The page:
2012 filing season is over, and now is a good time to get your records
organized for 2013. Whatever your thoughts on the tax code, deductions
are available to you, and you might as well take advantage of them.
Reuters recently published an article that reminded taxpayers of
10 easy-to-overlook deductions that you won’t want to miss:

  1. Taxes on your new car
    The state sales tax write-off allows taxpayers to choose between
    deducting state income taxes or state sales taxes. It won’t make sense
    in every case, but if you don’t claim a lot of income (if you’re retired, for example) and make a large
    purchases, like a boat or a car, it can save you money.

  2. Supplies you donate to charitable organizations Cash
    donations to non-profits aren’t the only thing you can deduct. You can
    also write off food you bought for a homeless shelter, pens you donated
    to an after-school program, and mileage from driving your car for
    charity (at a current rate of 14 cents per mile).

  3. Student loans
    – You can write off up to $2,500 a year in student loan interest, even
    if you don’t itemize. (There are income limitations,

  4. Breast pumps and acupuncture
    – The medical cost category is broader than you might think. Breast
    pumps and their accessories, eyeglasses, hearing aids, acupuncture
    treatments, weight-loss programs, and travel to your doctor’s
    appointments are often deductible. A full list is available via the
    IRS’s Publication 502. (However, you can only deduct the amount of medical expenses that top 7.5 percent of your adjusted gross income.)

  5. Care of elderly parents
    – The costs associated with caring for aging parents is deductible, if
    your parent makes less than $3,800 (excluding Social Security), and you
    (along with siblings) must pay more than half of his or her bills.

  6. Job hunting
    – Preparing your resume, traveling to interviews, outplacement fees and
    other job-hunting necessities are all deductible costs. If you take a
    job at least 50 miles away, you can write off the cost of the move as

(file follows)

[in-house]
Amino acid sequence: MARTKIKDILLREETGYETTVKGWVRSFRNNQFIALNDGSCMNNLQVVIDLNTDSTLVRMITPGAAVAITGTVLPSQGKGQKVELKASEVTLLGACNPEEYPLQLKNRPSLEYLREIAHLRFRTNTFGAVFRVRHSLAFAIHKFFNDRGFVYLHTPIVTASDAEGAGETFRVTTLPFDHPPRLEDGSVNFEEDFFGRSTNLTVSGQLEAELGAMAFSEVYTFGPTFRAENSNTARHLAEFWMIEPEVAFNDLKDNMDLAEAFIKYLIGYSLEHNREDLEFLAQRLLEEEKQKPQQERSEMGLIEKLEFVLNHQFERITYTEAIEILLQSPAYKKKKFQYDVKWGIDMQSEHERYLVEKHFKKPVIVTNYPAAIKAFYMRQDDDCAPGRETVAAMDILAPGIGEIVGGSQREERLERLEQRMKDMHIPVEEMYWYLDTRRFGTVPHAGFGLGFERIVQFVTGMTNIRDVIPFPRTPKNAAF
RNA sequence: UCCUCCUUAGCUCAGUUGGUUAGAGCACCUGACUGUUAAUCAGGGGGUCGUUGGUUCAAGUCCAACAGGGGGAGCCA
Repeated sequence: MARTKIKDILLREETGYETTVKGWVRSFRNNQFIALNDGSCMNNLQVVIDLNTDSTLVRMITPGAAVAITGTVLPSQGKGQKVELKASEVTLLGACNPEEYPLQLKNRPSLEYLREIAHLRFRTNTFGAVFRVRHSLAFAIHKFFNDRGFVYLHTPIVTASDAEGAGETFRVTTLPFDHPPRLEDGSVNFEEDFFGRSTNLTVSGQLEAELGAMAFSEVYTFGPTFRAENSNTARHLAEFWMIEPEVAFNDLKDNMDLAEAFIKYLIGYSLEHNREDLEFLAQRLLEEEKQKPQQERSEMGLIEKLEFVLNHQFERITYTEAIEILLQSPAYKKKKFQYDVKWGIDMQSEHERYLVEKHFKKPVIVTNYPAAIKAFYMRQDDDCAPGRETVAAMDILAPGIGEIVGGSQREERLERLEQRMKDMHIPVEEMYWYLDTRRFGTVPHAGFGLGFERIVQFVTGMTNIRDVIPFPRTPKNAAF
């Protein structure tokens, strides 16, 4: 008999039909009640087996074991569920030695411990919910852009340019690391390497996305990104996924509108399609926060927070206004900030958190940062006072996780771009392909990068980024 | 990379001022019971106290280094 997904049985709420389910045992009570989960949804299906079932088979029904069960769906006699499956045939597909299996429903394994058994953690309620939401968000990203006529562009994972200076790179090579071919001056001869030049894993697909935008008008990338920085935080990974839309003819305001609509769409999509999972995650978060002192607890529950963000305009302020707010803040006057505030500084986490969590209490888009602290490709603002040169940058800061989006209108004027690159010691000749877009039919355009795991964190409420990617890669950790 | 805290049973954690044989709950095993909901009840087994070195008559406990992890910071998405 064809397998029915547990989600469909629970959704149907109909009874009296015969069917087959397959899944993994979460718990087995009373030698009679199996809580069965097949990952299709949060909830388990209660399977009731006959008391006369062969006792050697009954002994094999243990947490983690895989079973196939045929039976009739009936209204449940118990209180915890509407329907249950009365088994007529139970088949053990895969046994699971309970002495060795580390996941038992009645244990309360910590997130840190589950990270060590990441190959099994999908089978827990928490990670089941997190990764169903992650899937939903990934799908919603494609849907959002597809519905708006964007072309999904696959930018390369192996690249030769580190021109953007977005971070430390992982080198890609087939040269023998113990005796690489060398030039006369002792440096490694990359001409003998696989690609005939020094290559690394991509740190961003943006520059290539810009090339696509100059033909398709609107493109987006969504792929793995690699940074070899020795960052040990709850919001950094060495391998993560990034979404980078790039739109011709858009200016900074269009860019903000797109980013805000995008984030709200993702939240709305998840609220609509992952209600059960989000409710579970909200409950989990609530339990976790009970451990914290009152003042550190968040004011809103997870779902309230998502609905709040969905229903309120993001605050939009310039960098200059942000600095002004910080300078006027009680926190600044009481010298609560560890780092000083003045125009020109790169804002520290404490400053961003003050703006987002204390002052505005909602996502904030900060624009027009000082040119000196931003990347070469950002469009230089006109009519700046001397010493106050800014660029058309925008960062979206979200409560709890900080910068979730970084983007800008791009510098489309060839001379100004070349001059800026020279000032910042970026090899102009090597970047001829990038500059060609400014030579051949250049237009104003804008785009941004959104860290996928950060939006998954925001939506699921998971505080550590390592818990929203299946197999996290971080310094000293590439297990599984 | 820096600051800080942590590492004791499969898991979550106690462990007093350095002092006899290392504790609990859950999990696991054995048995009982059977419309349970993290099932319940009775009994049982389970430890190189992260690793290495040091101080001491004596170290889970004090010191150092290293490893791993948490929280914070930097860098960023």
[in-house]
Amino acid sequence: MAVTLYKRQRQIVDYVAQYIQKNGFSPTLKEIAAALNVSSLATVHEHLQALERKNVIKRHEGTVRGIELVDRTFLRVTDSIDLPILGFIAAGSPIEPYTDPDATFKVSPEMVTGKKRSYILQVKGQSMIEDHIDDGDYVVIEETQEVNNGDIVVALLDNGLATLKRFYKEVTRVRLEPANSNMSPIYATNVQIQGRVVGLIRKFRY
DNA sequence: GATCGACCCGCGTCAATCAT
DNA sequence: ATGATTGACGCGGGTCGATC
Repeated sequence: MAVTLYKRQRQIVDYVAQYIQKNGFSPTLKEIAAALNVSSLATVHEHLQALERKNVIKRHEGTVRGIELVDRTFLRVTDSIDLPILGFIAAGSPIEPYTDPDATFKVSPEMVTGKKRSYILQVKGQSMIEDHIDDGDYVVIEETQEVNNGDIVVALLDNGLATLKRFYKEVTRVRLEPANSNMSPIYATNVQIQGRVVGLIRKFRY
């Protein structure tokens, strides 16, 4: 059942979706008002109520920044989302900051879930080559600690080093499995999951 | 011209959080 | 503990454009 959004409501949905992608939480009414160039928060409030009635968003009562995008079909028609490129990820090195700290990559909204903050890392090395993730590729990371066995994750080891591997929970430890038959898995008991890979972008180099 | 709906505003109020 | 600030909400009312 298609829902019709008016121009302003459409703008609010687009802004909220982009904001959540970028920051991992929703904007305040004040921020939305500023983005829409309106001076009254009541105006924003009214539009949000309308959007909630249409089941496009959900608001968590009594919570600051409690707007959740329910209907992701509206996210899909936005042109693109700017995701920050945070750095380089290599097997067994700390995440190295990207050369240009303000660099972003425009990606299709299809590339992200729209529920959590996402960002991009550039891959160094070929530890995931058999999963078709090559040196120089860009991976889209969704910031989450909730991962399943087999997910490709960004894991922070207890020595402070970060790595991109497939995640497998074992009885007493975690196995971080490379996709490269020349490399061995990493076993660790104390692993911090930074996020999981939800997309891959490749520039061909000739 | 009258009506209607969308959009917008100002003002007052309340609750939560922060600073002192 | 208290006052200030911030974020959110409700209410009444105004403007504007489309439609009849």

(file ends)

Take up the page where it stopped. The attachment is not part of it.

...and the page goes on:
well. Job-hunting costs are part of the miscellaneous deduction category
    (which you can only take once it’s above 2 percent of your adjusted
    gross income), but there’s no limit on moving expenses, even if you
    don’t itemize.

  7. Investment advice
    – Not only are fees for financial advisors deductible, but so is the
    cost of traveling to meet with them Subscriptions for financial
    publications can also be deducted.

  8. Home office
    You may know that you can deduct a home office, but don’t forget
    everything associated with it, including high speed internet, books and
    conferences you need to keep the business going, your laptop, phone
    system, and equipment.

  9. Housing bubble fallout
    – If all or part of your mortgage debt was forgiven as part of the
    housing bubble fallout, you don’t have to report that amount as income,
    as long as it was for your primary home. You can also deduct private
    mortgage insurance, though income limits do apply.

  10. Retirement accounts
    – Depending on your income situation at the end of the year, you may
    want to open up a deductible IRA or Roth IRA. You have until April 15 of
    the following year to take advantage of this one.

makes sense to save money where you can. As you’re planning for 2013
and organizing your records, keep these deductions in mind and save any
paperwork associated with the ones you use.